If you wanted to make a syllabus for what readings would be on it? They don't need to be about games, only crucial for understanding them.

@xldrkp I'm curious: what area of philosophy do you work in? And what did you appreciate about Reality is Broken?


@jaranta Sure. I work in ethics and informatics and try to figure out ethical implications of current technological trends like AI, Blockchain and decentralized internet approaches.

As a teacher a core value for me is playfulness which is not the same as gaming. I take the term from Lifelong Kindergarten Group at MIT Media Lab and refer to Mitch Resnick on that. Reading the book by McGonigal was fun as it showed me how game design principles can get capitalized for gamification.

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@xldrkp Did you know she opposes calling her work "gamification"? I think she prefers to talk about gameful/playful design.

@jaranta Yes, I know. I came across that book when I tried to understand how gamification and also nudging are being used in a wider scope than just games. Comes out that oftentimes psychological factors can be used for digital business models of all kinds.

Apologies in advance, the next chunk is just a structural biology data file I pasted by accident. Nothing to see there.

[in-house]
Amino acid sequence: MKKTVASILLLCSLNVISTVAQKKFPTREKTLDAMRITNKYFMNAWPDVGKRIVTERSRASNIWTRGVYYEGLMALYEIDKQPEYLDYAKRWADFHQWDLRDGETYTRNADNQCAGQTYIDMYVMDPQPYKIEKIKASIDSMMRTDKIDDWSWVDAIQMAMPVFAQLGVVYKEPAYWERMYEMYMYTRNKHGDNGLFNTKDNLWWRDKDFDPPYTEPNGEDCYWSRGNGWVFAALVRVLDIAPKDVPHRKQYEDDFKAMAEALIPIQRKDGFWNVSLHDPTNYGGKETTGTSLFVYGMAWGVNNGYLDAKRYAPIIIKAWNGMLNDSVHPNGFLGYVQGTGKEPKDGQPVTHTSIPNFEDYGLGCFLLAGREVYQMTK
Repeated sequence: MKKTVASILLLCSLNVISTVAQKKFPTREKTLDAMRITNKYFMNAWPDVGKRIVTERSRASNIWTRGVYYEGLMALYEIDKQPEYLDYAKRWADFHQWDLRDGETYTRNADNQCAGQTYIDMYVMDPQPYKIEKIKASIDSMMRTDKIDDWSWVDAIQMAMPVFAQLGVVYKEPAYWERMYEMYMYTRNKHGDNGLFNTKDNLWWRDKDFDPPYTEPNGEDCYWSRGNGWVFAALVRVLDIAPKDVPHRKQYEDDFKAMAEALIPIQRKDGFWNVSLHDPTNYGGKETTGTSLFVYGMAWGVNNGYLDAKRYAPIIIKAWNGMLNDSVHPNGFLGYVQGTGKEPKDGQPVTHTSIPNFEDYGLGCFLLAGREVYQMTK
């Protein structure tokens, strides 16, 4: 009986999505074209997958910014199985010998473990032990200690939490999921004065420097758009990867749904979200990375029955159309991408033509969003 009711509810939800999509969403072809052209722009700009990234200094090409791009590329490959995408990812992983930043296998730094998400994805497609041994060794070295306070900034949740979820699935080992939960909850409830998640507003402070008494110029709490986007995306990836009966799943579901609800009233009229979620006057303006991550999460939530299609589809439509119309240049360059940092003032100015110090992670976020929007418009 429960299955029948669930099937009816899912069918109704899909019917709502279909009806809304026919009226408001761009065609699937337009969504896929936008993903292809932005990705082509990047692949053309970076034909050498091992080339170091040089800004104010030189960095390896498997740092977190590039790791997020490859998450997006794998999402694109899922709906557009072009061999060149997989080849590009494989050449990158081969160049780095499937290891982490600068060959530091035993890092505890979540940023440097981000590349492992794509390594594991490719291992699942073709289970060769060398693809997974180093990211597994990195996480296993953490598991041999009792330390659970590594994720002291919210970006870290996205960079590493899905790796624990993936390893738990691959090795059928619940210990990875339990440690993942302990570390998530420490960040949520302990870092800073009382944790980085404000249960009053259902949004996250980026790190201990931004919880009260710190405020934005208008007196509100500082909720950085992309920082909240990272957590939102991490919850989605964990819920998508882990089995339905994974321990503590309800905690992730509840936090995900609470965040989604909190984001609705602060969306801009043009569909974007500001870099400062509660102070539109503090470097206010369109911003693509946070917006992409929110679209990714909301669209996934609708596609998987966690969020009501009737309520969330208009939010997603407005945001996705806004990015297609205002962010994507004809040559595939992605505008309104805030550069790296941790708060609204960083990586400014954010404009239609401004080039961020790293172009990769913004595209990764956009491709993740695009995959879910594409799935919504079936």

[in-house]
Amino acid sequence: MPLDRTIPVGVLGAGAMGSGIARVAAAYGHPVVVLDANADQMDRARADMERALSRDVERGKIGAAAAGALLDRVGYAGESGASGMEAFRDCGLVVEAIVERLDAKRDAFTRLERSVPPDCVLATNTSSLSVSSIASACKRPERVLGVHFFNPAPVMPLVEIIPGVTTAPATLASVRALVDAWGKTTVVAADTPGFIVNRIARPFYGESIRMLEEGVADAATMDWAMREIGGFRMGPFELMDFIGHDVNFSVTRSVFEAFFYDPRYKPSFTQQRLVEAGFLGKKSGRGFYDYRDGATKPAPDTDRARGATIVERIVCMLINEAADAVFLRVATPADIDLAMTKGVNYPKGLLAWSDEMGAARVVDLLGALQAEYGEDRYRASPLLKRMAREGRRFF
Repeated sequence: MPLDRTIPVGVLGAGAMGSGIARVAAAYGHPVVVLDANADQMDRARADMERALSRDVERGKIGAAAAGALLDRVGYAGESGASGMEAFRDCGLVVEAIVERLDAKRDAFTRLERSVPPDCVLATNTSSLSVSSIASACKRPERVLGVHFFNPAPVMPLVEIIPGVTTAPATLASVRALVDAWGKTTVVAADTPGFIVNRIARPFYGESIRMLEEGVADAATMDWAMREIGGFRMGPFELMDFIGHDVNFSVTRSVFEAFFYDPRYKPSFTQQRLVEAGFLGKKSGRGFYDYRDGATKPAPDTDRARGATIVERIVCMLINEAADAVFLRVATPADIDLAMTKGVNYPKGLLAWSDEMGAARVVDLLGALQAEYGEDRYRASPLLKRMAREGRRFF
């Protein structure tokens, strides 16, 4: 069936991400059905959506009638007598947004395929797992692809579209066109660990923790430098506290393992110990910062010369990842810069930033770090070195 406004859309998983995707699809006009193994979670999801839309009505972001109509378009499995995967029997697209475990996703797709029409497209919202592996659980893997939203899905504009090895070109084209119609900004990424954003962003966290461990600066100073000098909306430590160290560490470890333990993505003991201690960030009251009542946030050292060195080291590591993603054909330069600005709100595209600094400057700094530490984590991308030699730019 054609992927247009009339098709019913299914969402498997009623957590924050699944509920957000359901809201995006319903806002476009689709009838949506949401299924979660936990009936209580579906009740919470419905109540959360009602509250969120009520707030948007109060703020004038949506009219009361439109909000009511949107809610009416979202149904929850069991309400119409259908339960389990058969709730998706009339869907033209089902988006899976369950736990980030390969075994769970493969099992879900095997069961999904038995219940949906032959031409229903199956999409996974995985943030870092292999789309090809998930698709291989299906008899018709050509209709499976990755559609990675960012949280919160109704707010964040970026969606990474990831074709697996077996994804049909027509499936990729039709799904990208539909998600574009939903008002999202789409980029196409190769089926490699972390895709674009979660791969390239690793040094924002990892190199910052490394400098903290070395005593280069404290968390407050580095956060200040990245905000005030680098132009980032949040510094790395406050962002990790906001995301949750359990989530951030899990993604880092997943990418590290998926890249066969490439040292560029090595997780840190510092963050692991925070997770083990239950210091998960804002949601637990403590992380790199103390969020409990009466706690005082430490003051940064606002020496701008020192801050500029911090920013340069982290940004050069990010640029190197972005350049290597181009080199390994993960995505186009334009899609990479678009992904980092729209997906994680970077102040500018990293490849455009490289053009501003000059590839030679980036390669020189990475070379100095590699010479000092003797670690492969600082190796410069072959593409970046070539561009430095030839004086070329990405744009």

May I ask what kind of books you have on your list from your perspective?

@xldrkp I've been focusing on shorter text in the hope of having some students actually read them. Here's what I've got from other people's recommendations:

Ahmed, S. (2010). Killing Joy: Feminism and the History of Happiness. Signs, 35(3), 571–594. doi.org/10.1086/648513

Lugones, M. (1987). Playfulness, “World”-Travelling, and Loving Perception. Hypatia, 2(2), 3–19. doi.org/10.1111/j.1527-2001.19

Nguyen, C. T. (2020). Games: Agency as Art. New York: Oxford University Press.


Schiller, F. (1985). On the Aesthetic Education of Man: In a Series of Letters (E. M. Wilkinson & L. A. Willoughby, Eds.). Clarendon Press.

Smuts, A. (2005). Are Video Games Art? Contemporary Aesthetics, 3. contempaesthetics.org/newvolum

Suits, B. (1967). What Is a Game? Philosophy of Science, 34(2), 148–156. jstor.org/stable/186102

Tavinor, G. (2008). Definition of Videogames. Contemporary Aesthetics, 6. contempaesthetics.org/newvolum


Tavinor, G. (2011). Video Games as Mass Art. Contemporary Aesthetics, May 5. contempaesthetics.org/newvolum

Walton, K. L. (1991). Précis of Mimesis as Make-Believe: On the Foundations of the Representational Arts. Philosophy and Phenomenological Research, 51(2), 379–382. doi.org/10.2307/2108134

@jaranta Cool, thanks for that. Do you have anything like an open Zotero group with that list?

@xldrkp No yet, but if I make a syllabus out of these, I'll share it!

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